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    Chances are you will get a username@users.noreply.github.com address, in case someone really want to keep his email address private. – tigrou Aug 24 '15 at 15:39

This method was working as of September 2018

  1. Copy and paste the next line into your browser (feel free to bookmark it): https://api.github.com/users/xxxxxxx/events/public
  2. Find the GitHub username for which you want the email. Replace the xxxxxxx in the URL with the person's GitHub username. Hit Enter.
  3. Press Ctrl+F and search for “email”.

As suggested by qbolec, the above steps can be done by using this snippet:

<input id=username type="text" placeholder="github username or repo link">
<button onclick="fetch(`https://api.github.com/users/${username.value.replace(/^.*com[/]([^/]*).*$/,'$1')}/events/public`).then(e=> e.json()).then(e => [...new Set([].concat.apply([],e.filter(x => x.type==='PushEvent').map(x => x.payload.commits.map(c => c.author.email)))).values()]).then(x => results.innerText = x)">GO</button>
<div id=results></div>

Source: Matthew Ferree @ Sourcecon

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    not working as of now :( – ifiok Jun 22 '17 at 0:50
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    In my case it does not contain an Email – TheKitMurkit Jul 11 '17 at 14:18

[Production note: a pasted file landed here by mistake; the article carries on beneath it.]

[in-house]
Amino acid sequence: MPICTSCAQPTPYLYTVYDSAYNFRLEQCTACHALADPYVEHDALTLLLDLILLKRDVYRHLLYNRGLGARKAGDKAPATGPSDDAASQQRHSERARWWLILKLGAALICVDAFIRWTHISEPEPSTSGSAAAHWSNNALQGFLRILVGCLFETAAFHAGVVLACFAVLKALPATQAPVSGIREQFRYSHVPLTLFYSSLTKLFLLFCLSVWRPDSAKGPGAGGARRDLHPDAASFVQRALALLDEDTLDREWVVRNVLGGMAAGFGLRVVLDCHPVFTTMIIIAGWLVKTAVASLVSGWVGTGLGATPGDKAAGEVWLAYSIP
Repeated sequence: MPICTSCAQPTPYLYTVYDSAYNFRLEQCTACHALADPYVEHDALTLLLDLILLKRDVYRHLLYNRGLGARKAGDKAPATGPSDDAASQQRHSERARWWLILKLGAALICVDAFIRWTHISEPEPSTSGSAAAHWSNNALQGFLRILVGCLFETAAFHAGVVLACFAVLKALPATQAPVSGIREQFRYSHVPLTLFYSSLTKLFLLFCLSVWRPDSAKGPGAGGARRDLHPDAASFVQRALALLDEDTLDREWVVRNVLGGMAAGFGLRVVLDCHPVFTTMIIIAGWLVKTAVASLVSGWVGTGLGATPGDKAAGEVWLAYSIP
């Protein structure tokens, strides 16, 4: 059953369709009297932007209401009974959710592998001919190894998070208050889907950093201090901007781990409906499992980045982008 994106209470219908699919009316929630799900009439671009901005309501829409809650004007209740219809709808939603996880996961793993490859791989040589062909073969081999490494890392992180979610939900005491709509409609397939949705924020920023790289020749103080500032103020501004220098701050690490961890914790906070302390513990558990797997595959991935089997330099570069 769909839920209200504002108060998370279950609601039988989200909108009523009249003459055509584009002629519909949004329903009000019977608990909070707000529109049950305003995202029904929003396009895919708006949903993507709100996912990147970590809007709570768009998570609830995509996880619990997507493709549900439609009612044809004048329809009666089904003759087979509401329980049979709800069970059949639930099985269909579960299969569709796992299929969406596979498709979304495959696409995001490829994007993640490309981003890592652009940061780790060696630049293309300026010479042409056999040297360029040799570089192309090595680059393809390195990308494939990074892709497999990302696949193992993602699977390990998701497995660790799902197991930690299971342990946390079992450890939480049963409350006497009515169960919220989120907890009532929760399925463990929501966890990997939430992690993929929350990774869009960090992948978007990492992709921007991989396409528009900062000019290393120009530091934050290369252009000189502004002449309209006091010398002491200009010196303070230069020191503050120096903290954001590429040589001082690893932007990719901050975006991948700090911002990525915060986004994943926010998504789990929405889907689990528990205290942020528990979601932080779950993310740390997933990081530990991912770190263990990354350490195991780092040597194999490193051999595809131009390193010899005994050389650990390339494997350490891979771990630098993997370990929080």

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    @TheKitMurkit It worked! I just checked. – Nikhil Jul 11 '17 at 14:24
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    This method does require that the user has some public activity – ovinophile Jul 26 '17 at 15:55
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    The email address in this api is coming from the user's local git setup, not what they've set in Github. Github just recently added an option, under Settings/Emails, to block commits that accidentally include an email address the user has marked as 'private'. And, yes, the api-revealed content is only applicable to public repos; private repo data won't show. – leanne Dec 1 '17 at 22:22

For lazy people, like me, a snippet based on Nikhil's solution

<input id=username type="text" placeholder="github username or repo link">
<button onclick="fetch(`https://api.github.com/users/${username.value.replace(/^.*com[/]([^/]*).*$/,'$1')}/events/public`).then(e=> e.json()).then(e => [...new Set([].concat.apply([],e.filter(x => x.type==='PushEvent').map(x => x.payload.commits.map(c => c.author.email)))).values()]).then(x => results.innerText = x)">GO</button>
<div id=results></div>

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    This will give false hits if the user you searched for had merged a PR from another user. In this case, commits will be an array with both the author of the PR and the merger (user who merged the PR). – styfle Jul 19 at 19:49

Github said on April 3rd 2012 :

Today we're removing two features. They've been gathering dust for a while and it's time to throw them out : Fork Queue & Private Messaging

Source

  • This answer is obsolete. Look below for updated answers. – Nikhil Jul 4 '17 at 10:40

Simply cereate a dummy repo, open a new issue and use @xxxxx to notify the affected user.